The park rangers first began noticing it in the early sixties. Up until that point, mother bears would teach their offspring to approach humans for food, but they were also teaching their cubs to fish, hunt, and forage for food. Something ominous began happening in that decade, though. Mother bears were no longer teaching their cubs to fish, hunt or forage. In the sixties, it became obvious that the mothers were now teaching their children that food could come from only one source—human handouts. If there was a time that the park was closed or few visitors came by, the mothers and their cubs would go hungry, eventually resorting to stealing from resorts and cabins. It didn’t even occur to them to try fishing or foraging, and why should it? They’d never been taught to fend for themselves.
The rangers were horrified. They had assumed that centuries of fishing, hunting, and foraging were deeply embedded within the bear, and that somehow the bear would instinctively know how to do so even if it didn’t have to do it. But the rangers had forgotten the cardinal rule of the animal kingdom: get as much as you can with as little effort as possible. It is why animals will steal a kill from one another or eat a fallen animal rather than expending all of that energy for a meal.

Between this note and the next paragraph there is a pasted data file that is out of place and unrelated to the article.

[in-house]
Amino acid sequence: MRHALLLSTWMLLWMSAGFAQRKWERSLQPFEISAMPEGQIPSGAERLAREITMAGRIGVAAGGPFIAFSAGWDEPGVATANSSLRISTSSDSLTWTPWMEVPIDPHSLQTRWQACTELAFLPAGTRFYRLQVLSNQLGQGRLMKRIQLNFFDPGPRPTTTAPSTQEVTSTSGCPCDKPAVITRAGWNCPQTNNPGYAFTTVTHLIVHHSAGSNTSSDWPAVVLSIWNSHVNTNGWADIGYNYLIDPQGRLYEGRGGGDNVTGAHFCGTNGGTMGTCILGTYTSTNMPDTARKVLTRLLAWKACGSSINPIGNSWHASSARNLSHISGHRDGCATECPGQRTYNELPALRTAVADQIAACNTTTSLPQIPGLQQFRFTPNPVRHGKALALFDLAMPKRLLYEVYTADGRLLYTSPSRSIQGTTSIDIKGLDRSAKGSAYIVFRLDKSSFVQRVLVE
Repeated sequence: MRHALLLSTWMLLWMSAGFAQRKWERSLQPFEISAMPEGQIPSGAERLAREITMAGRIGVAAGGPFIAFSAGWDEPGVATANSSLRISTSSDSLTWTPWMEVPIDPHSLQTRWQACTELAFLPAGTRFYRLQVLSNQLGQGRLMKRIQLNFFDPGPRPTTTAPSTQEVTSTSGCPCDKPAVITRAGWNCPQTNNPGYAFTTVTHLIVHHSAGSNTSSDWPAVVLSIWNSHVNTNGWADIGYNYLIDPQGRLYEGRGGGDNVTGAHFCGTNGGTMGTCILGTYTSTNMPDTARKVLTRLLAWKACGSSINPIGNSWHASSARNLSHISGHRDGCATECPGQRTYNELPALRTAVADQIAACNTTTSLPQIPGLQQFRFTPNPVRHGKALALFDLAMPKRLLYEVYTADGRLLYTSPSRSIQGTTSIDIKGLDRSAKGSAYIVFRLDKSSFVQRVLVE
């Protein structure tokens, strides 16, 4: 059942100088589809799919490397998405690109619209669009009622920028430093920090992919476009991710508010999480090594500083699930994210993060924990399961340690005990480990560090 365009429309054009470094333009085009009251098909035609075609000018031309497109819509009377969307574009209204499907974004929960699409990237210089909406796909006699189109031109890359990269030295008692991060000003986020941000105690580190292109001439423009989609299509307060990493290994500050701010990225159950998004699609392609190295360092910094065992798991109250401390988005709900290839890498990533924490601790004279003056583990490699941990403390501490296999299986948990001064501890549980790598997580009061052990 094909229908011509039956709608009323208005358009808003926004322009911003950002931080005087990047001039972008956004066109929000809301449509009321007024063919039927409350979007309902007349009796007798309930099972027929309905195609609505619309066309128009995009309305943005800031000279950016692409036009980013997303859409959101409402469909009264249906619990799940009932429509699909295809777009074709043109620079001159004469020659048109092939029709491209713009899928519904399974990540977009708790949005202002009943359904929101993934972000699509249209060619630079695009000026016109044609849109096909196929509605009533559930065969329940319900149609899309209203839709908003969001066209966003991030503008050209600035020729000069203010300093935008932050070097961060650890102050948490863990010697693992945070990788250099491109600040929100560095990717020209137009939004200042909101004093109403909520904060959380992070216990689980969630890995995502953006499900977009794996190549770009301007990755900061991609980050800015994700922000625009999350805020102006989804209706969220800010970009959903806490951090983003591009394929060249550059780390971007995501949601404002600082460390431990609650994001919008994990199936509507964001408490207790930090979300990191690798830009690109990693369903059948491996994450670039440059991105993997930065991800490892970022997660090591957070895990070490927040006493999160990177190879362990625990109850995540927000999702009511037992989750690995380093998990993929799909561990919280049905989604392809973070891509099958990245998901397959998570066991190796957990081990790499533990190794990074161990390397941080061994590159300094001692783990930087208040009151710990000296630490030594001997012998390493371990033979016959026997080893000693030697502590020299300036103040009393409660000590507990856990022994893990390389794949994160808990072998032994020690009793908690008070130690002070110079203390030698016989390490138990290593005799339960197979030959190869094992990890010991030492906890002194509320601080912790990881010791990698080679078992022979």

Yellowstone put an immediate stop to its “feed the bears” policy, and began re-educating the bears to fend for themselves. It was a hard go; after all, it had been many decades since they’d had to do so. Some of the bears died because they just couldn’t—or wouldn’t—do what a bear must do. It was hard and painful at first. But after a few years, they were making it, and stronger and better than before, because now their diet was what a bear’s diet should be, and because now they were getting the exercise and activity that a bear should have.
I looked at my dad as he finished, and he smiled at me.